Every year in August I go away on vacation -- and then I really go away.

I imagine I'm a brain surgeon and save the lives of people. Or I sell everything I own, move into a simple (walk-up and cold-water) garret and devote the rest of my life to the Great Book that is surely within me. I shiver and suffer, but I sit at my word processor (I have updated this fantasy), a shawl around my shoulders, and I write. I am poor, but not in debt.

Sometimes I dabble in politics to change the world. I make wonderful speeches that somehow all by themselves manage to eradicate poverty, bring happiness to everyone and fill all the potholes in America. People just listen to me and then march off to do good things -- don't ask me what. I am not a detail man.

I spend more time with my son, because that is the most valuable thing I can do. I fish with him, even though I hate fishing (it's boring and I can't stand worms) and I spend endless hours teaching him to perfect the hook shot that in the haze of nostalgia made me such a formidable basketball player when I was younger and (in my memory) taller.

All this is done at the beach and then later back in the house and even, after a while, in my sleep. After a week of unwinding, I go into my annual career crisis in which I reexamine what I do and why I am doing it. I think how I could live better and simpler with nothing but the people who mean most to me and, of course, a Sony Walkman. I review everything, find almost all of it wanting, and wonder how I have managed to waste the only life given to me.

Now in September, I am back and I find that I am not unique. All over America, the nation is undergoing the great apres-vacation soul-searching. I have colleagues who seem to do nothing but sit at their desk, a moony look in their eyes. They're not in love. They're merely practicing brain surgery at their desks. One of them walked in the other day, opened a letter and went straight home. She didn't come back for three days.

On vacation, I resolve to devote my life to reading great books. I read Proust and Jane Austen (even though she is only for women), and take another shot at appreciating poetry (are they serious about Wordsworth being great?) and delve in a serious and methodical way into music so I can understand it better.

I move into the mountains so I can be closer to nature and get out of Washington so I can meet and mingle with "real people." ("Real people" are forbidden to live in Washington.) I lead a clean and simple life and work with animals who, after a while, even talk to me.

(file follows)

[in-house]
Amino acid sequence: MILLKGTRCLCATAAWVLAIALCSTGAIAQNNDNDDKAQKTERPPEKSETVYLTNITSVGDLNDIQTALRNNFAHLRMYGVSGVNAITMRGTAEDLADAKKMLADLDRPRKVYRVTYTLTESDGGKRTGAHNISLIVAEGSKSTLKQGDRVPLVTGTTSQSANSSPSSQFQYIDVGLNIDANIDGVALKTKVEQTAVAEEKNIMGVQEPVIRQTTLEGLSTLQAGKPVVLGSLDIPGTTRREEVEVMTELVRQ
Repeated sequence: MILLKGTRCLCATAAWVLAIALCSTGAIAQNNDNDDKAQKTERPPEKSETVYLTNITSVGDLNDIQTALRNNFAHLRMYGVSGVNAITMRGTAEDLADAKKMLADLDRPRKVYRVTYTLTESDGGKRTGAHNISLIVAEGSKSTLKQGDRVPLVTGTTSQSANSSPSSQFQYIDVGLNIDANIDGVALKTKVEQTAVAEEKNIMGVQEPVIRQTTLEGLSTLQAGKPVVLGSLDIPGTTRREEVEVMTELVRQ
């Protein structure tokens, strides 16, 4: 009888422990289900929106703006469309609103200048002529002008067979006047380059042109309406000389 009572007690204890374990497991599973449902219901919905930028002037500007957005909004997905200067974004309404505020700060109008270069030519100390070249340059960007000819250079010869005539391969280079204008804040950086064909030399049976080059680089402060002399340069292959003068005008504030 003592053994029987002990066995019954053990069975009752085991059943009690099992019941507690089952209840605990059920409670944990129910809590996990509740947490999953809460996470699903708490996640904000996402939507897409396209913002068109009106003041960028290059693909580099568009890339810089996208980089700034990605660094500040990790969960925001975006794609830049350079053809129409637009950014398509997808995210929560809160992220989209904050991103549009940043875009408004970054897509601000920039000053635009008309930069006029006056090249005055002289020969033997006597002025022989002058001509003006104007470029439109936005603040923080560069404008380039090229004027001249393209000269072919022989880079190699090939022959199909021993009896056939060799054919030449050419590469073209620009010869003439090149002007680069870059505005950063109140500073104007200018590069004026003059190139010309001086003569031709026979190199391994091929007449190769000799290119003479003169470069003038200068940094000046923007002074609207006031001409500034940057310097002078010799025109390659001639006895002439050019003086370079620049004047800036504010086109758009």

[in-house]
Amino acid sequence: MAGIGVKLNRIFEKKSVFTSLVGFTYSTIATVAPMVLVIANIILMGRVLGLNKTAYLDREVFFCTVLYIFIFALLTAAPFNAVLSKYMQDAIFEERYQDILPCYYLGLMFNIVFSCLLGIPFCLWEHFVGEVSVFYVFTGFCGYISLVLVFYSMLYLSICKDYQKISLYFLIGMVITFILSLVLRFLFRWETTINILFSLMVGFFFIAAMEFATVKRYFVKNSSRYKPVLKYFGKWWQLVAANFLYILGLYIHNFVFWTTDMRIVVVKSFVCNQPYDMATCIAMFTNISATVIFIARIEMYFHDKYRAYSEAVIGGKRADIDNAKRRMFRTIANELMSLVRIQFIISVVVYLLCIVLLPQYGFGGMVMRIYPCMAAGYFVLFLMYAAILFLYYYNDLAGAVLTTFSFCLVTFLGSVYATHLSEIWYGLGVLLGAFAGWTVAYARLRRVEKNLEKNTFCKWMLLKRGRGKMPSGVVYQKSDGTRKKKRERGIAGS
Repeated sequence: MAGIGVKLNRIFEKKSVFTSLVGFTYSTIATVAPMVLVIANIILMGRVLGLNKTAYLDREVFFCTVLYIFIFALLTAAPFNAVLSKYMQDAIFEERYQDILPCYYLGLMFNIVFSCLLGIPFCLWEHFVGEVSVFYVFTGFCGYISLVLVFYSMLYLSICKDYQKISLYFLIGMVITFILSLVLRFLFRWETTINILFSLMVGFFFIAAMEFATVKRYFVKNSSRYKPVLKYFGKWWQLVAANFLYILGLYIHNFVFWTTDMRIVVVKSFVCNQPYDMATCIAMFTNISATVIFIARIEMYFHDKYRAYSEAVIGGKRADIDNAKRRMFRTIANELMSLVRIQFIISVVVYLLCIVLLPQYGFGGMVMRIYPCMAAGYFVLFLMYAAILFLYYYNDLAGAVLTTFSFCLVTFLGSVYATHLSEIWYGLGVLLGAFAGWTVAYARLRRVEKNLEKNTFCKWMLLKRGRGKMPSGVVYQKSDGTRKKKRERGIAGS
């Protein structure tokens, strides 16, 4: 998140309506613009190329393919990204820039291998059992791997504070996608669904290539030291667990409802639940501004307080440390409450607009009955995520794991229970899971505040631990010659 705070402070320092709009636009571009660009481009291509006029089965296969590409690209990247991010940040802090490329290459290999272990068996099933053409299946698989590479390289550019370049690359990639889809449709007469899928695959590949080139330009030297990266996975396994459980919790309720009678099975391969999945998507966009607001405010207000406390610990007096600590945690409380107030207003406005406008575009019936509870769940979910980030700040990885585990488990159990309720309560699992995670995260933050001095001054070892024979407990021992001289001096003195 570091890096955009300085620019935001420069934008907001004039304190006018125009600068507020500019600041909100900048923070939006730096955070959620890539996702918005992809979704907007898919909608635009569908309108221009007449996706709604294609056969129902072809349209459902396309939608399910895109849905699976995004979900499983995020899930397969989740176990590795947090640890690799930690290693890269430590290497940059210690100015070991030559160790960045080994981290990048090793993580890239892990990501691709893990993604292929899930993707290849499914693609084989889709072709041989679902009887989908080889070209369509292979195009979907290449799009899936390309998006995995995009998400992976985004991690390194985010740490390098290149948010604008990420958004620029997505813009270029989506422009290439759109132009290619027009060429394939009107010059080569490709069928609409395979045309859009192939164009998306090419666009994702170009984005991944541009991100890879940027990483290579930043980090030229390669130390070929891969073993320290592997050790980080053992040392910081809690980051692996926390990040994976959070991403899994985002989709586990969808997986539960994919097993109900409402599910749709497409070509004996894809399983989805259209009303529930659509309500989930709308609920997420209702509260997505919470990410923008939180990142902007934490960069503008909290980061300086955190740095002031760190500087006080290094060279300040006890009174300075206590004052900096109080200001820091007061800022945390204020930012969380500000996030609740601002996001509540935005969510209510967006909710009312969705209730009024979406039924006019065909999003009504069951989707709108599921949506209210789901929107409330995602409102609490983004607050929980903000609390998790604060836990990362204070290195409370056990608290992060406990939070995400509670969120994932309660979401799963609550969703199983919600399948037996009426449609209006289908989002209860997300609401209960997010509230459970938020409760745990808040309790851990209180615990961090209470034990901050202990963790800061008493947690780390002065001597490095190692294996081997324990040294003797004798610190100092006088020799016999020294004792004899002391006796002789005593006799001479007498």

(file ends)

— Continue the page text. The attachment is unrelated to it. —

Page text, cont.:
I become a fisherman or a hunter, although the animals I shoot never bleed. (Blood is like worms.) I farm. I have fields of something and they wave in the wind. I have very rich dirt and a metal triangle on the porch to sound the call to dinner.

I chuck it all and become a forest ranger. (I love checked shirts.) I take up social work and change the lives of the poor who didn't hear the speeches I made as a politician. I resolve to work with the sick and handicapped and sometimes when a yacht passes by I even decide to become a stockbroker or plumber and make lots of money. I think of becoming an actor or a singer, appearing only before audiences who are tone deaf like me.

Meanwhile, I am trying very hard to get concerned about the federal budget and taxes and, of course, the fight with our allies about the Siberian gas pipeline. (Oh, how I would love to care about the pipeline!) But what sort of concerns are these for a brain surgeon or a forest ranger? On my farm, we do not care about budgets. In my garret, Ronald Reagan is an ephemeral figure -- here today, gone tomorrow. Do not bother me with Reagan. I am writing a Great Book.

One of my editors, probably after looking at something I just wrote, said it takes six weeks to get over the effects of a vacation. She is an optimist. I know people who have never come back. Only their bodies are here. Their minds are still in the mountains or on the beach.

Soon, though, the days will turn colder and the dreams of summer will fade. Already, I have a different perception. Today, for instance, the man came to repair the washing machine. In my garret, I didn't even have one.